Alongside displays of beautifully crafted 19th century jewellery and intricate miniature style paintings from the 18th century is a newly commissioned painting, Casualty of War: A Portrait of Maharaja Duleep Singh by acclaimed artists The Singh Twins, offering a contemporary interpretation of the story.

The historical background of the exhibition covers the period of the British East India Company, from the beginning in 1600 to its end in 1858 and its two protagonists are Scot Archibald Swinton, who served in the East India Company’s army at the beginning of its military expansion, and Sikh Maharaja Duleep Singh whose empire was lost due to its expansion paving the way for the British Indian Empire.

Duleep Singh – National Museums Scotland

“At the core of the exhibition are two men whose possessions are witnesses to particular moments in this history,” says Friederike Voigt, Senior Curator, Middle East & South Asia, National Museum of Scotland.

Swinton collected paintings that feature some of the Moghul rulers and court officials with whom he came into contact and documents of significant events he experienced while Duleep Singh had an extensive collection of jewellery and coins.

“I want the visitor to experience Archibald Swinton’s miniatures and Duleep Singh’s jewellery as testimonies to the choices they made within the confines of the historical circumstances by which they were driven,” says Voigt. “Another aspect which I hope this exhibition will convey with the painting Casualty of War: A Portrait of Maharaja Duleep Singh by The Singh Twins is that objects can be re-interpreted and made relevant today in a different way. I trust that the painting will inspire a dialogue, spontaneously in the gallery and lasting in society. This exhibition is also a great opportunity for visitors to get an insight into our conservation work and scientific research carried out in preparation of this exhibition.”

Most of the objects in the exhibition come from Museum of Scotland’s permanent collection and include Mughal jade and rock crystal carvings, a fine Indian trade textile from the Coromandel Coast, and coins and weapons of the East India Company. One of the key exhibits is a group of gold jewellery formerly in the possession of the Maharaja Duleep Singh. Duleep Singh was deposed from the throne of the Punjab by the British in 1849 and exiled to Britain, aged 16.

“These ornaments were heirlooms, some of them probably dating back to his father’s, Maharaja Ranjit Singh’s time such as a pair of makara-headed bracelets (The makara is a mythological creature with a head of a crocodile),” says Voigt. “A rather unusual piece is a large sample of rock salt. It comes from the Khewra salt mine near Pind Dadan Khan, which is in Pakistan today and was given to the museum by a Scot working in the Punjab in the 1860. This salt mine once belonged to Maharaja Ranjit Singh and was inherited by Duleep Singh.

Necklace of rock crystal with a green glass bead and silk threads. Northern India 19th century – National Museums Scoltland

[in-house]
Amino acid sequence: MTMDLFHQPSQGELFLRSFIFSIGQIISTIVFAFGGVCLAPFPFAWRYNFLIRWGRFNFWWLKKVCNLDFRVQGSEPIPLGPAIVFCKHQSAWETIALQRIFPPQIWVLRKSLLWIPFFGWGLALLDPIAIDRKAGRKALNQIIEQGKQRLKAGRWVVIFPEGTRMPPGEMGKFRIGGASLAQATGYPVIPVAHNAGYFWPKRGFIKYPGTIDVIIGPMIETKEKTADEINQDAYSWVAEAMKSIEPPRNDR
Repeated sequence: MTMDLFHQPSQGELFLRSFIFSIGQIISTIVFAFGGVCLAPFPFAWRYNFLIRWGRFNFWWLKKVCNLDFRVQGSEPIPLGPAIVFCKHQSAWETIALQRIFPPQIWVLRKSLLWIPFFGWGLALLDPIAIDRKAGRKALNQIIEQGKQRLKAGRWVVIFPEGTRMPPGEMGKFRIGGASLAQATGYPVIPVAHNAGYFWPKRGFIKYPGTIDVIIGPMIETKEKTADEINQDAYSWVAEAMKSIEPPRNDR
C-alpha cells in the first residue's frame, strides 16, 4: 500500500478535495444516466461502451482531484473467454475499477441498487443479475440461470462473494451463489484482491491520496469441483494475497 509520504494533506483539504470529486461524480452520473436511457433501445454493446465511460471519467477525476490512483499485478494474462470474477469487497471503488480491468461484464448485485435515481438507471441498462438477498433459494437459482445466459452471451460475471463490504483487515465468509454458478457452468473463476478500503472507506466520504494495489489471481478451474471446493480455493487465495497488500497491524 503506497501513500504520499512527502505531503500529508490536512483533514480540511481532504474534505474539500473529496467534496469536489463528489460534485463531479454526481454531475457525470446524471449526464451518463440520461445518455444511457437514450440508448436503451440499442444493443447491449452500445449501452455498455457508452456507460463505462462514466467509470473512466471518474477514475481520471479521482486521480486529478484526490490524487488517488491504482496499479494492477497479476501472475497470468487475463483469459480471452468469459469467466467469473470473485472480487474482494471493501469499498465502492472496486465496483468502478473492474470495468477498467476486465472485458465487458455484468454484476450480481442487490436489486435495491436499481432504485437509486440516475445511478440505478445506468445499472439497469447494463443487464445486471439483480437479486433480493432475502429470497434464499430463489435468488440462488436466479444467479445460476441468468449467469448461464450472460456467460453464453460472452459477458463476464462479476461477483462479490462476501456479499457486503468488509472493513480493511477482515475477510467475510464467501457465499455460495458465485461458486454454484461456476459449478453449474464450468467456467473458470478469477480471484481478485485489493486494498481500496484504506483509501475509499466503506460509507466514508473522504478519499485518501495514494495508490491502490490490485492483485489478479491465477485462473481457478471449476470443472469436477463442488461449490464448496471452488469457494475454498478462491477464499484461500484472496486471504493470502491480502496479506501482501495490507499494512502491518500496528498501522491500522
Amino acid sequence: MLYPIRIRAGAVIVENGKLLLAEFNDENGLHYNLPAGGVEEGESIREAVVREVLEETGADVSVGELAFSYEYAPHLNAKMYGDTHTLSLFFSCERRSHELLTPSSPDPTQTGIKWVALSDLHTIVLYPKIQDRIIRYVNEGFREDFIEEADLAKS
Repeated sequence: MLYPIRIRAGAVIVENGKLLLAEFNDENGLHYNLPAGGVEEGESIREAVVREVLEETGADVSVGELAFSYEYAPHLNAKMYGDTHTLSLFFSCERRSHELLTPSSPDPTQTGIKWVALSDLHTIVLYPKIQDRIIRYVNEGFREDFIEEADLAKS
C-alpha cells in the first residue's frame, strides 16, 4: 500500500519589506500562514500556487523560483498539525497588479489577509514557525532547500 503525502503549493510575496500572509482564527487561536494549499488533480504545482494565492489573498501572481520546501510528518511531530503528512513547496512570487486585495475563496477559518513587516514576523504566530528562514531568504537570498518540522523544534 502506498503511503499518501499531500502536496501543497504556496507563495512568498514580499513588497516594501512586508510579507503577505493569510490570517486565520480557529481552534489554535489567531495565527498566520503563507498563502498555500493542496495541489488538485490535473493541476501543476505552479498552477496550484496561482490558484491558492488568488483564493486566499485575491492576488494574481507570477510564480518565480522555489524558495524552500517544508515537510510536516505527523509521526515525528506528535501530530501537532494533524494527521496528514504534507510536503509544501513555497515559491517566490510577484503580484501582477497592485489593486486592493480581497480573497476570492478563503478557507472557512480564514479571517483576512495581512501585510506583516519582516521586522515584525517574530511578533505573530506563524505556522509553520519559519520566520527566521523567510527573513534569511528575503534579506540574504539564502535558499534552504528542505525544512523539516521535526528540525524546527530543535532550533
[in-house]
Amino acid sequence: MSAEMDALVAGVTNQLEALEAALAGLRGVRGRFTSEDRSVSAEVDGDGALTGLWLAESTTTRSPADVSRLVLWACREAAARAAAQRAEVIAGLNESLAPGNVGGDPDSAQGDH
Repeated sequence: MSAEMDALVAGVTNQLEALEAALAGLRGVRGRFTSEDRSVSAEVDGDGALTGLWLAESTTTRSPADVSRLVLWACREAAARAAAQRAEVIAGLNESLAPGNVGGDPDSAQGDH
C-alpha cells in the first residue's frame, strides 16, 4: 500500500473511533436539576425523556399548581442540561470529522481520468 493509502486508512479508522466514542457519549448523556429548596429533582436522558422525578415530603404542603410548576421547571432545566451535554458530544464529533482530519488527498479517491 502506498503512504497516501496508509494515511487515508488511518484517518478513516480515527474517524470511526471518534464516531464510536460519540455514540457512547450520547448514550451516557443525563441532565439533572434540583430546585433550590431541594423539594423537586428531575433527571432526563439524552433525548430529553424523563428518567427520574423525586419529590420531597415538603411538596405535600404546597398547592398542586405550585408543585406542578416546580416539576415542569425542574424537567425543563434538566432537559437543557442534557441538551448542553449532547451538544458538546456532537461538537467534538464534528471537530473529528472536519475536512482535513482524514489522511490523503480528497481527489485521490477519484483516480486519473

“After the annexation of the Punjab it was confiscated by the East India Company and exploited for its own benefit.” Indian Encounters will also shows a book, on loan to us from the National Library of Scotland, which was written by Duleep Singh. In this publication he claims back his confiscated property, documenting the lost revenues from the mine, which today remains the world’s second largest of its kind.

By focusing, in part, on the stories of Captain Archibald Swinton and Maharaja Duleep Singh and some of the items they owned or collected, Indian Encounters offers a glimpse into the affect relations between the two countries had on individuals. Fourth son of a landed Scottish family, Archibald Swinton went to India in 1752 and gained employment in the service of the East India Company. His diplomacy and profound knowledge of Persian, the language spoken at the Mughal court, became crucial for the Company’s negotiations with the Mughal Emperor.

“Swinton collected Oriental manuscripts, and miniatures painted in the court style of Murshidabad, which prominently feature in the exhibition,” says Voigt. “They represent the ruling elite of Bengal at that time. We are indebted to Sir John Swinton for lending these fine works of art to us.”

The ‘Great Mughal’ hunting crane with hawks, by the Mughal artist Hunhar. Photograph by John McKenzie

When he returned to Britain in 1766, Archibald Swinton was accompanied by a learned Muslim from Bengal, Itisam ad-Din, who later wrote a travelogue about his trip to Europe, including his experience in Scotland where he stayed at Swinton’s house in Edinburgh. This is the earliest known Indian account of European culture and society.

In the case of Maharaja Duleep Singh, his story tells of the loss of an empire and homeland, status and identity.

Following the Second Anglo-Sikh war he was deposed from his throne and the Punjab was annexed by the East India Company.